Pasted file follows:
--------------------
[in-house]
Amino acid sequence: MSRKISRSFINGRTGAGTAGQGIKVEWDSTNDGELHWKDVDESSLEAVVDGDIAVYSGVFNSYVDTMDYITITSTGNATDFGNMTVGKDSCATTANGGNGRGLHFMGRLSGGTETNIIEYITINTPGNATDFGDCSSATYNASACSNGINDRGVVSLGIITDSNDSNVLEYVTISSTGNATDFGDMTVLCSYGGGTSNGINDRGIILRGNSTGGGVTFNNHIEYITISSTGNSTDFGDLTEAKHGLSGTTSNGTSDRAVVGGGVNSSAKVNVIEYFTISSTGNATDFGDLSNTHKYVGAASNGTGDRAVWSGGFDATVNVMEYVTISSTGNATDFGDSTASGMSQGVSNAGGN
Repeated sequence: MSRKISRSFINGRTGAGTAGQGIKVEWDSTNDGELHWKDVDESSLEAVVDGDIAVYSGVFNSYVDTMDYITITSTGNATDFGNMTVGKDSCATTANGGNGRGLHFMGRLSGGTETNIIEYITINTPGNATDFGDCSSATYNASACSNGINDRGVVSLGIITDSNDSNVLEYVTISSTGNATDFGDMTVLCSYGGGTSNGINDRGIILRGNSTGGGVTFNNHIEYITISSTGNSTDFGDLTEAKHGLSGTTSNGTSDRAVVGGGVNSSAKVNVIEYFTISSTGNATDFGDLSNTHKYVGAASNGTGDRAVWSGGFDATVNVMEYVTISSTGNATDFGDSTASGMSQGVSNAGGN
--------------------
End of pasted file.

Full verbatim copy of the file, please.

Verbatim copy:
[in-house]
Amino acid sequence: MSRKISRSFINGRTGAGTAGQGIKVEWDSTNDGELHWKDVDESSLEAVVDGDIAVYSGVFNSYVDTMDYITITSTGNATDFGNMTVGKDSCATTANGGNGRGLHFMGRLSGGTETNIIEYITINTPGNATDFGDCSSATYNASACSNGINDRGVVSLGIITDSNDSNVLEYVTISSTGNATDFGDMTVLCSYGGGTSNGINDRGIILRGNSTGGGVTFNNHIEYITISSTGNSTDFGDLTEAKHGLSGTTSNGTSDRAVVGGGVNSSAKVNVIEYFTISSTGNATDFGDLSNTHKYVGAASNGTGDRAVWSGGFDATVNVMEYVTISSTGNATDFGDSTASGMSQGVSNAGGN
Repeated sequence: MSRKISRSFINGRTGAGTAGQGIKVEWDSTNDGELHWKDVDESSLEAVVDGDIAVYSGVFNSYVDTMDYITITSTGNATDFGNMTVGKDSCATTANGGNGRGLHFMGRLSGGTETNIIEYITINTPGNATDFGDCSSATYNASACSNGINDRGVVSLGIITDSNDSNVLEYVTISSTGNATDFGDMTVLCSYGGGTSNGINDRGIILRGNSTGGGVTFNNHIEYITISSTGNSTDFGDLTEAKHGLSGTTSNGTSDRAVVGGGVNSSAKVNVIEYFTISSTGNATDFGDLSNTHKYVGAASNGTGDRAVWSGGFDATVNVMEYVTISSTGNATDFGDSTASGMSQGVSNAGGN